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How HIV-1 overcomes our defenses and infects our cells has been studied intensively for over 30 years. While much has been learned, there remain events in the viral life cycle that resist interrogation. One such area is the initial intra-nuclear portion of infection, from the virus’s nuclear entry to its integration into chromatin.

Our Research

An image-based method would be useful for investigating this phase, and so we developed a highly specific and sensitive imaging assay, ViewHIV, for directly visualizing the early phases of HIV-1 replication, a portion of the viral lifecycle which has been resistant to interrogation due to a lack of such approaches. We then went on to use the ViewHIV methodology to determine that the HIV-1 viral capsid protein (CA) enters the nucleus and associates with HIV-1 genomic DNA in both transformed and primary cells. We also find that CA’s interaction with the host polyadenylation factor, CPSF6, enhances viral nuclear entry and potentiates HIV-1’s depth of nuclear invasion, potentially aiding the virus’ integration into gene dense regions.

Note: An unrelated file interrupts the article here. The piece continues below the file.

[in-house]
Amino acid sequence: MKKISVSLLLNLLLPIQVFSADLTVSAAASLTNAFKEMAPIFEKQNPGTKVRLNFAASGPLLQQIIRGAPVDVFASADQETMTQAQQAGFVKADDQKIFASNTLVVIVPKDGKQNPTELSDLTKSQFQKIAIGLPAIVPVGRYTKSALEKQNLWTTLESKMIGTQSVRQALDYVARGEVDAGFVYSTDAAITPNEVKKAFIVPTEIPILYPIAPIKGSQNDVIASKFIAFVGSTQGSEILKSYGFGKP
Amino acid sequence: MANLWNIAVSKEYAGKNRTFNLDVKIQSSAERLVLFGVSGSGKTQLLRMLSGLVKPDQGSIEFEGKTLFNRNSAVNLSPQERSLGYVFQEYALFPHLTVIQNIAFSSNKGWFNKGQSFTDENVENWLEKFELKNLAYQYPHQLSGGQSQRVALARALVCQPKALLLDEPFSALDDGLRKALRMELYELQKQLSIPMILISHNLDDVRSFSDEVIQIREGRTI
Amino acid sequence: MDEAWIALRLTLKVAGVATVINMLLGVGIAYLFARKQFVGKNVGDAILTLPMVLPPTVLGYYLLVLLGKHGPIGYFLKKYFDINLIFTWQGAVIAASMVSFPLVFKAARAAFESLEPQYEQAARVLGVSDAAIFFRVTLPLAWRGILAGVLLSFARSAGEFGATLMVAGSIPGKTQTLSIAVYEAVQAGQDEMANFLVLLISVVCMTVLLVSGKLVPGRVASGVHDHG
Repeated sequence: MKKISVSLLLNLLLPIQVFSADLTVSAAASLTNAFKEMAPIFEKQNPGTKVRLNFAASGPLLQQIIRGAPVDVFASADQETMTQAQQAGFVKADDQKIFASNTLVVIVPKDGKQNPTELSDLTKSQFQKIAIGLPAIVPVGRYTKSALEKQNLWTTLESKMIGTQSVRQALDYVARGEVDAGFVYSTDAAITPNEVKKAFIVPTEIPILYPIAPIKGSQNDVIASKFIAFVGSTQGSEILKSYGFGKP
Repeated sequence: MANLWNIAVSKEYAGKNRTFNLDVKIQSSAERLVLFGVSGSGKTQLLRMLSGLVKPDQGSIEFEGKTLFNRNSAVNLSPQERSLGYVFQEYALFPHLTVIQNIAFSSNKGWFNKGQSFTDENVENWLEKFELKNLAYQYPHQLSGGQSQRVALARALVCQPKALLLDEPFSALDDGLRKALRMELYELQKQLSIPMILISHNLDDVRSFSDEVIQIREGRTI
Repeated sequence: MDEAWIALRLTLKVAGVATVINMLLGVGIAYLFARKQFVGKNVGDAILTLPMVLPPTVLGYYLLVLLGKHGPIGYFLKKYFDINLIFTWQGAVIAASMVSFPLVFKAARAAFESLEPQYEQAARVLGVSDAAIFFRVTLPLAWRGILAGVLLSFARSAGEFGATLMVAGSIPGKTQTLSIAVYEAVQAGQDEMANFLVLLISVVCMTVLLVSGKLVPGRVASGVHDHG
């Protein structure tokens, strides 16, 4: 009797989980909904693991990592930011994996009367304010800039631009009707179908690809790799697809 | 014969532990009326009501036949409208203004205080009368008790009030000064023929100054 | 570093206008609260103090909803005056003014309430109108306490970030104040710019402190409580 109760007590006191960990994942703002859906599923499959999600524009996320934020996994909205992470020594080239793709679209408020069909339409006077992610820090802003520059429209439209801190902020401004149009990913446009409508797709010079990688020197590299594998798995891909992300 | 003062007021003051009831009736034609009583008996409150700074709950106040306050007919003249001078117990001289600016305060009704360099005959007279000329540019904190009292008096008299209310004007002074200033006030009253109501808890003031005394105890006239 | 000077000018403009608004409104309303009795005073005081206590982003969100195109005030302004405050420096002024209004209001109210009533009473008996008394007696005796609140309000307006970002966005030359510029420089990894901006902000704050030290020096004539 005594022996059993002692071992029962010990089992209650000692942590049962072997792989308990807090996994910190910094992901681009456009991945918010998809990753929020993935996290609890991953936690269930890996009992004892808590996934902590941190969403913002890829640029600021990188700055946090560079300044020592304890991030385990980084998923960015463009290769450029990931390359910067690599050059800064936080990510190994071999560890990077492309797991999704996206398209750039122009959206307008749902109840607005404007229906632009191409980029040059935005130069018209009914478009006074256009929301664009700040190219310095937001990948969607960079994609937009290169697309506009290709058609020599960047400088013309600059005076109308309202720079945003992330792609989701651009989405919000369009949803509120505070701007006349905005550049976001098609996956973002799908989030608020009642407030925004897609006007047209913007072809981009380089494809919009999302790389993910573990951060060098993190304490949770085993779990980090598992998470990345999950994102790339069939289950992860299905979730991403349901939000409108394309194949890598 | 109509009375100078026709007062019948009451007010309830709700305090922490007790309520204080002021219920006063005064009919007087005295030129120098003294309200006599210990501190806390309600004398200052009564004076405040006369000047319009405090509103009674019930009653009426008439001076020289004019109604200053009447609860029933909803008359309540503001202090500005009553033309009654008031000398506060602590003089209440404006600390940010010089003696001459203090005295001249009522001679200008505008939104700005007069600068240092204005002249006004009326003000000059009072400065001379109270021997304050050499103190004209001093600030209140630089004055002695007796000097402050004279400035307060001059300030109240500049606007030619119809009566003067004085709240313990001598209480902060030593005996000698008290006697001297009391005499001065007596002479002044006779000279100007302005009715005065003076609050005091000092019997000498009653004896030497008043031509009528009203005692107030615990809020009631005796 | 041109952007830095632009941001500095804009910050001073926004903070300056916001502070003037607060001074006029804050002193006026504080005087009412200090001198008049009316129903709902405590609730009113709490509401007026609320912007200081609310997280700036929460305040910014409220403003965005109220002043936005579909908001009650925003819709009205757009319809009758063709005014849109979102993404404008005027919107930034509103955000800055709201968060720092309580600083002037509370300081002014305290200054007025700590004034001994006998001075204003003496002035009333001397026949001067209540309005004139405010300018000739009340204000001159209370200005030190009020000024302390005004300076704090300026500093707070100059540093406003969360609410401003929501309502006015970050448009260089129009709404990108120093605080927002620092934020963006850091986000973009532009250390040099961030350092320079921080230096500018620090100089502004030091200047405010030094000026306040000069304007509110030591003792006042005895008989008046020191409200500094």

Our Results

The genome wide RNAi screen we completed to identify HIV-1 dependency factors (HDFs) found multiple previously unappreciated proteins which have roles in HIV-1 replication including the nuclear importer, TNPO3, and the nuclear pore complex proteins NUP358 and NUP153, which help HIV-1 enter the host cell’s nucleus. This was the first whole genome siRNA screen done for a pathogenic human virus and included a strategy to find host factors which impact both early and late phases of infection.

In a subsequent more intensive screening effort we used multiple orthologous RNAi reagents (MORR) to find HDFs discovered a role for the host factor, BRD4, in HIV-1 latency and as a negative regulator of viral replication. Antagonism of BRD4, via RNAi or with a small molecule inhibitor, JQ1, both increased proviral transcriptional elongation and alleviated HIV-1 latency in cell-line models. In multiple instances, JQ1, when used in combination with the NF-κB activators Prostratin or PHA, enhanced the in vitro reactivation of latent HIV-1 in primary T cells. 


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